The Parliamentary Group of the Left Alliance proposes the introduction of a tax number in new areas to combat the gray economy. In addition to the construction sector, the tax number is presented for the accommodation and restaurant sector, the real estate services sector and the technology industry. The construction tax number came into force in 2011 and has effectively reduced the gray economy in the sector.
– The government has ready and proven tools here to combat the gray economy and increase state tax revenues. Therefore, it is a political choice whether Finnish subcontractors want a level playing field for their employees with blatantly low-wage employment companies or use undeclared work, says Jari Myllykoski, the first signatory to the bill.
The internationalization of the accommodation and restaurant industry, the real estate services industry and the technology industry, as well as the complexity of subcontracting chains, justify the expansion of the use of the tax number. The performance is part of the Left Alliance’s parliamentary group Tolkku’s working life campaign.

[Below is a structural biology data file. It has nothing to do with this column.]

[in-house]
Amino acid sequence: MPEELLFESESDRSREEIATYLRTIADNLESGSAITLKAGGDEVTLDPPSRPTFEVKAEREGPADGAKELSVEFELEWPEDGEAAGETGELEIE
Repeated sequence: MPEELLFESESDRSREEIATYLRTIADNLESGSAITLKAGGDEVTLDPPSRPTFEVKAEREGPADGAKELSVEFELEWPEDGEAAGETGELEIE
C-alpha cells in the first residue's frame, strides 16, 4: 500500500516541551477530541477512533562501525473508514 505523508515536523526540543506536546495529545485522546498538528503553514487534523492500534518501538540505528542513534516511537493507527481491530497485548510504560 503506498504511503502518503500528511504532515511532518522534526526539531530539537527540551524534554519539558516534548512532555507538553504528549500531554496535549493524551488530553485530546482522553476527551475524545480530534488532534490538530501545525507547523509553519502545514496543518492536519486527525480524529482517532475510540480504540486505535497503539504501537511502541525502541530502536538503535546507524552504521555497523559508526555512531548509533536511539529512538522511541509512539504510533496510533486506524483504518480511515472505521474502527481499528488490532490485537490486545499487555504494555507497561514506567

– The gray economy causes billions in tax losses in Finland, discriminates against honest entrepreneurs and drives Finnish workers to unemployment. The tax number in the construction sector has reduced undeclared work, so its introduction in other sectors should no longer be postponed, Myllykoski says.
Once the tax ID is kept visible, anyone can verify that the person is on the tax number register. However, workers in the accommodation and restaurant sector should not be required to keep the tag visible to customers for occupational safety reasons, but should present it to the visiting authority.
– The 2-3 euro hourly wages reported by Myer Turku Shipyard last year were a revival to reality. Multi-generational subcontracting chains increase the risks of underpayment and the gray economy, even though responsible companies like Meyer are trying to eradicate them, Myllykoski says.
– Large and international projects, for example in the maritime industry or the construction of large bioeconomy institutions, are necessary for Finnish employment, but the payment of taxes and compliance with working conditions must be closely monitored.